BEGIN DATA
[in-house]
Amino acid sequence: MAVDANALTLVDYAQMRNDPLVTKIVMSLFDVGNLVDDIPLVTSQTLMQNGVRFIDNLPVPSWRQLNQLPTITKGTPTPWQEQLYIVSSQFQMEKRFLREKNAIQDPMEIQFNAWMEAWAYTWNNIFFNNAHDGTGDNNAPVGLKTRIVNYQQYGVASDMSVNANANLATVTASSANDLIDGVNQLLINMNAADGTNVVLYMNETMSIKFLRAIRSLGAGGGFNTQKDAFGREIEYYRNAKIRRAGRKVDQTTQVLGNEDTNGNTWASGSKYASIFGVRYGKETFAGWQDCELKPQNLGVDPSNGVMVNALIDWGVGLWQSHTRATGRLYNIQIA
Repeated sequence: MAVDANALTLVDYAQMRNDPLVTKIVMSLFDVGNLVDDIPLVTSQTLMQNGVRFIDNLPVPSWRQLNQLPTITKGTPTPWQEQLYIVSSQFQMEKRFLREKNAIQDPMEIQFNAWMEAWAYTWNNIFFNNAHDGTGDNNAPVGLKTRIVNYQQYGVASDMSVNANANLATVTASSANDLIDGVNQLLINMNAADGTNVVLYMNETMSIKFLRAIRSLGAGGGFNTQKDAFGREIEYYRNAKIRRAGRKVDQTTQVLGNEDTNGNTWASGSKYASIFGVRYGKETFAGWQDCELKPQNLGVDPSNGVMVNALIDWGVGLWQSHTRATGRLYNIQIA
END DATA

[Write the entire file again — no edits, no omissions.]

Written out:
[in-house]
Amino acid sequence: MAVDANALTLVDYAQMRNDPLVTKIVMSLFDVGNLVDDIPLVTSQTLMQNGVRFIDNLPVPSWRQLNQLPTITKGTPTPWQEQLYIVSSQFQMEKRFLREKNAIQDPMEIQFNAWMEAWAYTWNNIFFNNAHDGTGDNNAPVGLKTRIVNYQQYGVASDMSVNANANLATVTASSANDLIDGVNQLLINMNAADGTNVVLYMNETMSIKFLRAIRSLGAGGGFNTQKDAFGREIEYYRNAKIRRAGRKVDQTTQVLGNEDTNGNTWASGSKYASIFGVRYGKETFAGWQDCELKPQNLGVDPSNGVMVNALIDWGVGLWQSHTRATGRLYNIQIA
Repeated sequence: MAVDANALTLVDYAQMRNDPLVTKIVMSLFDVGNLVDDIPLVTSQTLMQNGVRFIDNLPVPSWRQLNQLPTITKGTPTPWQEQLYIVSSQFQMEKRFLREKNAIQDPMEIQFNAWMEAWAYTWNNIFFNNAHDGTGDNNAPVGLKTRIVNYQQYGVASDMSVNANANLATVTASSANDLIDGVNQLLINMNAADGTNVVLYMNETMSIKFLRAIRSLGAGGGFNTQKDAFGREIEYYRNAKIRRAGRKVDQTTQVLGNEDTNGNTWASGSKYASIFGVRYGKETFAGWQDCELKPQNLGVDPSNGVMVNALIDWGVGLWQSHTRATGRLYNIQIA